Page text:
The 51st Northwest Regional Emmy Awards recognized recent SOJC alumnus, Andy Maser, for his work on two environmental documentary films he produced for Oregon Public Broadcasting in 2013, both of which aired on the Oregon Field Guide Program.
Maser has 12 years of experience as a director of photography; and has produced and edited work for commercial, broadcast, documentary, nonprofit and feature-film clients. Currently, Maser is a National Geographic Explorer and regularly shoots in locations all around the world.
Maser’s story on the removal of the Condit River Dam on the White Salmon River in southern Washington earned him one of two Emmy awards. At the time, the Condit River Dam was the largest dam removal in history. Maser documented the removal process over the course of more than a year.
“I invested more time in shooting and producing the Condit removal story than any other in my career so far,” says Maser. “Filming the dramatic, explosive breach of the dam was certainly a highlight of my life.”
The second story was about a recently discovered system of glacial ice caves on the west flank of Mt. Hood. Maser and a team of explorers and scientists spent a week mapping the ice caves, concluding that it is the largest system of ice caves in the lower 48 states.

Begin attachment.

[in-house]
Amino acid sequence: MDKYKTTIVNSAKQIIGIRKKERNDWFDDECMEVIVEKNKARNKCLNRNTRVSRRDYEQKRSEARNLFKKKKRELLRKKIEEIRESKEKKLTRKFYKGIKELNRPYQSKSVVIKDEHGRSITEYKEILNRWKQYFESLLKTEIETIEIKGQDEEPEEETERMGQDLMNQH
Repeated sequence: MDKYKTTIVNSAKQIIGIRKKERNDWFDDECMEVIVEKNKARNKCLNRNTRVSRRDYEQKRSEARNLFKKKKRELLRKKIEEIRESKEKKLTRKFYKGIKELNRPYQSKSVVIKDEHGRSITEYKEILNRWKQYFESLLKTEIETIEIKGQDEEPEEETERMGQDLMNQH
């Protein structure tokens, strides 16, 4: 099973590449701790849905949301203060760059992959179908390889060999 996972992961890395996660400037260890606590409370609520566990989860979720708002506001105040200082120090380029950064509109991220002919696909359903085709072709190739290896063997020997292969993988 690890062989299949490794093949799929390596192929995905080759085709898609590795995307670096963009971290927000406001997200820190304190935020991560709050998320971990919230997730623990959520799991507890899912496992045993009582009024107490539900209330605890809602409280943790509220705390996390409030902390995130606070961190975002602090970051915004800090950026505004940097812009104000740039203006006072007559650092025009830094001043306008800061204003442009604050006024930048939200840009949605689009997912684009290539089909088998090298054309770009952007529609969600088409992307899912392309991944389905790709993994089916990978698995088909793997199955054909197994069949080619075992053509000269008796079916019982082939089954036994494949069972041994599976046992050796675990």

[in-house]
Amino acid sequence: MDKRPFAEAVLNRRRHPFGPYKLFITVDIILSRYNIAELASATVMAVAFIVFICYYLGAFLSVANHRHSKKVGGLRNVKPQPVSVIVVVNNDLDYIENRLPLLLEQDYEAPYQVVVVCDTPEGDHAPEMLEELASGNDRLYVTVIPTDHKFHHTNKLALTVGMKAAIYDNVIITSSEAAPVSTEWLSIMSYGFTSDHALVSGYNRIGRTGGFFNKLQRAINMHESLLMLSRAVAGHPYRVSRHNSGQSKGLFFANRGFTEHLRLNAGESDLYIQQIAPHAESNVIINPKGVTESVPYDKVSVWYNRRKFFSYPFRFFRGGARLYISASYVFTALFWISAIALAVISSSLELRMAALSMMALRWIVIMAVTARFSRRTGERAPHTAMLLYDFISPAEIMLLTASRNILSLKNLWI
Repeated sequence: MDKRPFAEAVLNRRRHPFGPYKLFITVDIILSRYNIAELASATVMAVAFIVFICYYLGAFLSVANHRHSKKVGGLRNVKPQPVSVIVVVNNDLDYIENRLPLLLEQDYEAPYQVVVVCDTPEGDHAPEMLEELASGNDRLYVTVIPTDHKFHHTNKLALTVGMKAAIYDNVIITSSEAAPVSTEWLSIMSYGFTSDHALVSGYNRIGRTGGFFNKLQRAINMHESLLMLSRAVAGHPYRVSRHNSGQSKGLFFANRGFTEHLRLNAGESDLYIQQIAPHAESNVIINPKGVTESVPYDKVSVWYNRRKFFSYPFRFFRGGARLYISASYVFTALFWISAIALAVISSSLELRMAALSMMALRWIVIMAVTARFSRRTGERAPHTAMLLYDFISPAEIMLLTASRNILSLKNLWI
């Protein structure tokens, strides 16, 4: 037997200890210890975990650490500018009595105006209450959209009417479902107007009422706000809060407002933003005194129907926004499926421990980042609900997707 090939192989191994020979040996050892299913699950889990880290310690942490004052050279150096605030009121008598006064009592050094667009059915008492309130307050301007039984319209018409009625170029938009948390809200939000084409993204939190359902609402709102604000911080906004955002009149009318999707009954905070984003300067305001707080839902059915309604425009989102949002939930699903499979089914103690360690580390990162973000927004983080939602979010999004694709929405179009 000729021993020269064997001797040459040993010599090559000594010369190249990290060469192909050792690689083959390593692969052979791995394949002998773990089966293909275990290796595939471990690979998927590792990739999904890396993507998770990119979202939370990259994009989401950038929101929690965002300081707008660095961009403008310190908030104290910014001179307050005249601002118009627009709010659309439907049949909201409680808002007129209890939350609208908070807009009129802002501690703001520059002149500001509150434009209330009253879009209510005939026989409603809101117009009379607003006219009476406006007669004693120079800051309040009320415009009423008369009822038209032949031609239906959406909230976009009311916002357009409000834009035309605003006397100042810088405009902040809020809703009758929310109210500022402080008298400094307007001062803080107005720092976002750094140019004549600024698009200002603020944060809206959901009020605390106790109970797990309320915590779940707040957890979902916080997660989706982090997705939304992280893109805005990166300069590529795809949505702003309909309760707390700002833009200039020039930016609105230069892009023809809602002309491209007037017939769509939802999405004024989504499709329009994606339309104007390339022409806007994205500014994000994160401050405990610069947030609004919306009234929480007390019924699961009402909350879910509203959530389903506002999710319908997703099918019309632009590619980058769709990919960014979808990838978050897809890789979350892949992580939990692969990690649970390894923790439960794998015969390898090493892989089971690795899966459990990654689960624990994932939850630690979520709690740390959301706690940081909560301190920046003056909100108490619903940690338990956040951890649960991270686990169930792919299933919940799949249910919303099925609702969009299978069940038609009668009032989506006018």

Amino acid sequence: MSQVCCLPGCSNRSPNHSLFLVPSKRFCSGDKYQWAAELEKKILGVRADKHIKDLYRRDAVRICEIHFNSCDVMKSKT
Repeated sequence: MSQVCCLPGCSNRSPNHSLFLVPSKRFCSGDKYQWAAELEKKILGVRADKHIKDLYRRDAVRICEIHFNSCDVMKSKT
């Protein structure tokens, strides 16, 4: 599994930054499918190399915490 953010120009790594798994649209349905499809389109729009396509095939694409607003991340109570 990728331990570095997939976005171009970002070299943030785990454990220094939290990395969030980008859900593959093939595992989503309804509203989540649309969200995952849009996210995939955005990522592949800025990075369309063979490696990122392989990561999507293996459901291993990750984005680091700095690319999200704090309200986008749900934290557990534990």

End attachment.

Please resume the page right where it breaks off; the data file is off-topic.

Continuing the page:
“Shooting the glacier caves story was exciting, exhausting and at times, dangerous. We were filming from ropes, dangling in the middle of 200’ vertical ice shafts at 3 a.m., and the cave system is constantly shifting and collapsing as the ice melts,” Maser explains. “But it is also extremely beautiful – both day and night.”
Maser is a fearless advocate for the environment, and strives to promote environmental consciousness through his work. “I really feel like we have a responsibility to understand how our world works and the impact that our activities have on our planet,” says Maser. “ I hope that stories like these will help inspire us all to make the right decisions.”
The best advice he can give to SOJC students who want to pursue film:
“Start making films. Pick up whatever camera you can get your hands on, even if it’s the camera on your phone. Make work, make mistakes, and then make better work next time. Edit the stuff that you shoot so that you see your mistakes first hand and progress.”
To learn more about Andy Maser and view his work, visit his website at maserfilms.com.
*Photo credit: Katie Campbell of Maser Films*
By Nicole Ibarra, Public Relations Graduate, ’14